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More humanitarian aid for US pours in by air

Fast-response capability of airfreight is in high demand during pandemic

Medical supplies offloaded from an Antonov Airlines AN-124. (Photo: FEMA/Dominick Del Vecchio)

(Updated 7:05 P.M. EST, with FEMA details)

The frequency of freighter aircraft transporting emergency supplies to the U.S. from overseas continues to grow in support of government and private-sector relief efforts for coronavirus prevention and treatment.

Project Airbridge, the airlift organized by the Federal Emergency Management Agency (FEMA) to expedite delivery of medical supplies for health care distributors, has already completed 55 flights since March 29, with 444 more scheduled to arrive in the coming days and weeks, according to the latest information from the agency. One of the flights, for example, is bringing 7,500 COVID-19 test kits manufactured in South Korea under contract with FEMA. Each kit has the ability to test 100 people.

Vice President Mike Pence said at a White House briefing this week that the average daily flight is carrying 22 million face masks, building up the average seven-day inventory to 80 million masks. Overall, more than 550 million items of protective personal equipment has been delivered from overseas manufacturers, according to FEMA.

New airports are also being added to the mix as the flight tempo picks up. This week a Russian cargo plane landed at Rockford International Airport, located about an hour’s drive west of Chicago, with N-95 respirators, surgical masks, gloves and gowns, according to FEMA.

Ken Ryan, the airport’s director of cargo business development, said Antonov Airlines operated the flight using a heavylift AN-124 aircraft. The shipment went to a warehouse in Elk Grove, near O’Hare International Airport, for distribution. Rockford, which has seen huge growth in cargo business the past two years, has been told to expect more FEMA flights, but there is no schedule yet, Ryan said.

Project Airbridge is also using the following airports as import gateways: Chicago O’Hare; New York JFK; Miami; Louisville, Los Angeles; Dallas Fort-Worth and Columbus, Ohio (Rickenbacker).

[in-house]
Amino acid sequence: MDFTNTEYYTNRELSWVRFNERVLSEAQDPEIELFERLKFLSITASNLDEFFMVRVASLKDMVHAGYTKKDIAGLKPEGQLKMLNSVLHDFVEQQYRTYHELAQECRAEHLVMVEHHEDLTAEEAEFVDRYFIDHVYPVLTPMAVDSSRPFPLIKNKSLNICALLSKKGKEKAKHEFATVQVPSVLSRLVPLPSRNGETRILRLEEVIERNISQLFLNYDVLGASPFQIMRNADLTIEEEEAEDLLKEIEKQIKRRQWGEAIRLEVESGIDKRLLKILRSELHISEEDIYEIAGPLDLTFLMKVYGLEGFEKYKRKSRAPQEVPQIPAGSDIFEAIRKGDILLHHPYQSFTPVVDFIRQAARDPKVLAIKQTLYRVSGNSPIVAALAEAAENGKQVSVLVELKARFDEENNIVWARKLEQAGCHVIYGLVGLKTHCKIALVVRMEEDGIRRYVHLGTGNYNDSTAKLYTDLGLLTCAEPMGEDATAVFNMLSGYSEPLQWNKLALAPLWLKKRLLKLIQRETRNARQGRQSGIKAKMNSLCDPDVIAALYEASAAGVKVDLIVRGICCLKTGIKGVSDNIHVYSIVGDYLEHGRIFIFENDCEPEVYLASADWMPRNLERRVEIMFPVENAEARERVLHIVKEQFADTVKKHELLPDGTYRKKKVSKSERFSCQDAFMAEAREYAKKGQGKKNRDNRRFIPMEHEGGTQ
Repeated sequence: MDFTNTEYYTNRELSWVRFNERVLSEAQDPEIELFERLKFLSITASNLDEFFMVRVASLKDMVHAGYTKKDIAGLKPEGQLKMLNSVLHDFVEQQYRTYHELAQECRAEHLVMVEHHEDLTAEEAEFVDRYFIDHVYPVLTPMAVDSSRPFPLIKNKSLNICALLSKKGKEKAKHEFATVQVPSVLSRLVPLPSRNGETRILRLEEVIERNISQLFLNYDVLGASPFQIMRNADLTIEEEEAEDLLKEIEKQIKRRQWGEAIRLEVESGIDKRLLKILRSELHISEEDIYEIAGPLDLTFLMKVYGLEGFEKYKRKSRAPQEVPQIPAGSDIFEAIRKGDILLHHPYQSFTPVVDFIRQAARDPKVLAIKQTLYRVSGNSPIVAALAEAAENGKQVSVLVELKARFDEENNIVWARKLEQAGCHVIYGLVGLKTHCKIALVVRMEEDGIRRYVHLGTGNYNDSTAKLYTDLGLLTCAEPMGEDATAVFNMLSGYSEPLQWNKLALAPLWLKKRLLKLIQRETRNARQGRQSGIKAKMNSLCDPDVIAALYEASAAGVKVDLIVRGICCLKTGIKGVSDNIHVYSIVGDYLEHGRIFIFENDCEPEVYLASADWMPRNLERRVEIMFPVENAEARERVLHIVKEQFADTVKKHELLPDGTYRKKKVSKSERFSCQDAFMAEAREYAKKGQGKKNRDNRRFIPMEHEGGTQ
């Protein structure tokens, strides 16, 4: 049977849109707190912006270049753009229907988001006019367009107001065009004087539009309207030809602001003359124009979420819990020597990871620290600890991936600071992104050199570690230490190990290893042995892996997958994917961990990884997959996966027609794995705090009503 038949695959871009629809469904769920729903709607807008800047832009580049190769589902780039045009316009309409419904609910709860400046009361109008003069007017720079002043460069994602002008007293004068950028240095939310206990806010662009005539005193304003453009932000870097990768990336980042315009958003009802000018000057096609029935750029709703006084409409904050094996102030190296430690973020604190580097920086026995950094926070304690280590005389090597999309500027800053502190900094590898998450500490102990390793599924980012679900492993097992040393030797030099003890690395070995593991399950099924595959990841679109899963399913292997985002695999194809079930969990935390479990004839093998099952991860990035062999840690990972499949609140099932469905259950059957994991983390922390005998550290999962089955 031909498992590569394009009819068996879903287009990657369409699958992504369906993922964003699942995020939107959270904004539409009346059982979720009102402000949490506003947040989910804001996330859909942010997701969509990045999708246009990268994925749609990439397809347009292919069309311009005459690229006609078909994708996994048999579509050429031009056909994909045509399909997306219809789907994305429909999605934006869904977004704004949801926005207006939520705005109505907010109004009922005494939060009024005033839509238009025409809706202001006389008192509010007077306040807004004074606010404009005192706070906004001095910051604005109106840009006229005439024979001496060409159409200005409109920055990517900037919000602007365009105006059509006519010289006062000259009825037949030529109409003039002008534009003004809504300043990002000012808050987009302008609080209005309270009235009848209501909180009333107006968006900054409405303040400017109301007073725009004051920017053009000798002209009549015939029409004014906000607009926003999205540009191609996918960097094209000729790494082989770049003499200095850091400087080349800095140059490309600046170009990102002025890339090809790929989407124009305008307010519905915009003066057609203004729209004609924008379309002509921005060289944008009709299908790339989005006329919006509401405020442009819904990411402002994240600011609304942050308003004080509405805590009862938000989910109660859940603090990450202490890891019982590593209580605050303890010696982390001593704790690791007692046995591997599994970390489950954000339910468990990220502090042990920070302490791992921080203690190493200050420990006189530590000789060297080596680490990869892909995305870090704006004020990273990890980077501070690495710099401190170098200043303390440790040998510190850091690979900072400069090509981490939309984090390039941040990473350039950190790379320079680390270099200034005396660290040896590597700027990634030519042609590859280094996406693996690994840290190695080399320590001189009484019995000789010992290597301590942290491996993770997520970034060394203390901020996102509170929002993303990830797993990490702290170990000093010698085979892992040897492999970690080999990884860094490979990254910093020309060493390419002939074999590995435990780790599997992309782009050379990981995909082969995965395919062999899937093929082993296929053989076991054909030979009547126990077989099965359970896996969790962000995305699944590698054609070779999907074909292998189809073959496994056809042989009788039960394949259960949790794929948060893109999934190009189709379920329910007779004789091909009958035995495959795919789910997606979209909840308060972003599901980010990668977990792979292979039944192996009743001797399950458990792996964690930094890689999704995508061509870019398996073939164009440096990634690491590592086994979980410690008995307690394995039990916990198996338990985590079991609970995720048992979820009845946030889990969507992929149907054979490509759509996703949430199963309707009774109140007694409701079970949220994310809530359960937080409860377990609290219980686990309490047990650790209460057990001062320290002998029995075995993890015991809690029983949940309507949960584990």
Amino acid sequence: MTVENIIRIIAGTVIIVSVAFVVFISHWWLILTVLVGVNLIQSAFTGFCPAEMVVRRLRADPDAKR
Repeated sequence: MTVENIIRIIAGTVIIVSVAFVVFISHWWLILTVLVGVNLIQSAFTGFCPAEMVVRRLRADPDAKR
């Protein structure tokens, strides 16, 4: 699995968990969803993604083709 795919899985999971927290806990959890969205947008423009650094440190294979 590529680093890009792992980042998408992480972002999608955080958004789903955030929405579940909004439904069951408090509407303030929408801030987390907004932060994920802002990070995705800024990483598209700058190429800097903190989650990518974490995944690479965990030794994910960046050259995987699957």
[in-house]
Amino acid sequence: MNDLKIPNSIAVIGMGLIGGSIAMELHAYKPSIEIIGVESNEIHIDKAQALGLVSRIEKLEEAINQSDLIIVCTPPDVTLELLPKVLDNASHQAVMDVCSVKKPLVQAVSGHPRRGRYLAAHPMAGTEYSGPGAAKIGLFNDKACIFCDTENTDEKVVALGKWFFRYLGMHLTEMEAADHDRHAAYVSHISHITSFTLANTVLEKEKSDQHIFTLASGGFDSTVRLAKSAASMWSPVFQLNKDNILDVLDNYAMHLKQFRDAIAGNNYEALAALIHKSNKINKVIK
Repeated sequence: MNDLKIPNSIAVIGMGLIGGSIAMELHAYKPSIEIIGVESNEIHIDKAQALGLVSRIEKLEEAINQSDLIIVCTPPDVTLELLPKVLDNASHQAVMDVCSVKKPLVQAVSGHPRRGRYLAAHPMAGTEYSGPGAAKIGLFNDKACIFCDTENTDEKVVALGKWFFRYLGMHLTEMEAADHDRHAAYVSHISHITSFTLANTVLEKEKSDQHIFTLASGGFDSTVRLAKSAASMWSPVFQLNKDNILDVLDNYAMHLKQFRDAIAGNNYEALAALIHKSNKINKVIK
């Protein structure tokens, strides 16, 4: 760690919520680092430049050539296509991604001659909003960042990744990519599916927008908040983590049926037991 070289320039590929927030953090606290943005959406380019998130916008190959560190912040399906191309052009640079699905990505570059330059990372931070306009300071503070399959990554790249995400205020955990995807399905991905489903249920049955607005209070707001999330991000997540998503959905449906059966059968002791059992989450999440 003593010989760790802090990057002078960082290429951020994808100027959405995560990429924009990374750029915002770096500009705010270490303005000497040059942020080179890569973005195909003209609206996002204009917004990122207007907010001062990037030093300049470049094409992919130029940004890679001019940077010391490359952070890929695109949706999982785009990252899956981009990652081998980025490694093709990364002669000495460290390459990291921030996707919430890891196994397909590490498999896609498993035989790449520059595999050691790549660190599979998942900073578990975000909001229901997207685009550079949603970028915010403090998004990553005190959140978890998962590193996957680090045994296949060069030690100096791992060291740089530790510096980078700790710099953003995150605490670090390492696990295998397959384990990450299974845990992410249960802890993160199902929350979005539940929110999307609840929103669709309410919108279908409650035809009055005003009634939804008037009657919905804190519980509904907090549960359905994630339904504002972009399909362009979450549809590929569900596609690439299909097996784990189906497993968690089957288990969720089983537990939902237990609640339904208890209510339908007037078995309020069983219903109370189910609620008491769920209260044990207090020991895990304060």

UPS said it has added more than 200 flights in April, using its own fleet and chartered freighters, to support Project Airbridge and other health care-related missions. The vast majority of flights are from Asia to the U.S. and Europe.

UPS is supporting FEMA and the U.S. Department of Health and Human Services in multiple ways, including  warehousing, distribution and parcel delivery of test kits. The integrated logistics company is also supporting public health agencies worldwide with the shipment of vital health care equipment, including the recent shipment of ventilators to the UK’s National Health Service.

On Tuesday, UPS announced it is working with Qiagen, a provider of molecular diagnostics and sample preparation technologies, to deliver nucleic acid extraction kits critical to COVID-19 testing, as well as testing cartridges around the world. The testing kits are produced at Qiagen’s plant in Hilden, Germany.

Atlas Air, which also is heavily involved in Project Airbridge, said Thursday it donated two flights to New York University’s Langone Health in the past week. The flights from Shanghai landed at John F. Kennedy International Airport in New York and Chicago O’Hare. On board the Boeing 747-400 freighters were medical gowns, face shields and masks.

“The COVID-19 pandemic has greatly impacted the accessibility of personal protective equipment for healthcare workers at NYU Langone Health, and across the world,” NYU Langone CEO Robert I. Grossman said in a statement. “We extend our heartfelt thanks to Atlas Air for their extraordinary generosity, and for their efforts to ensure that our community is well-equipped in our ongoing battle against COVID-19.”

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Eric Kulisch

Eric is the Supply Chain and Air Cargo Editor at FreightWaves. An award-winning business journalist with extensive experience covering the logistics sector, Eric spent nearly two years as the Washington, D.C., correspondent for Automotive News, where he focused on regulatory and policy issues surrounding autonomous vehicles, mobility, fuel economy and safety. He has won two regional Gold Medals and a Silver Medal from the American Society of Business Publication Editors for government and trade coverage, and news analysis. He was voted best for feature writing and commentary in the Trade/Newsletter category by the D.C. Chapter of the Society of Professional Journalists. In December 2022, he was voted runner up for Air Cargo Journalist by the Seahorse Freight Association. As associate editor at American Shipper Magazine for more than a decade, he wrote about trade, freight transportation and supply chains. Eric is based in Portland, Oregon. He can be reached for comments and tips at [email protected]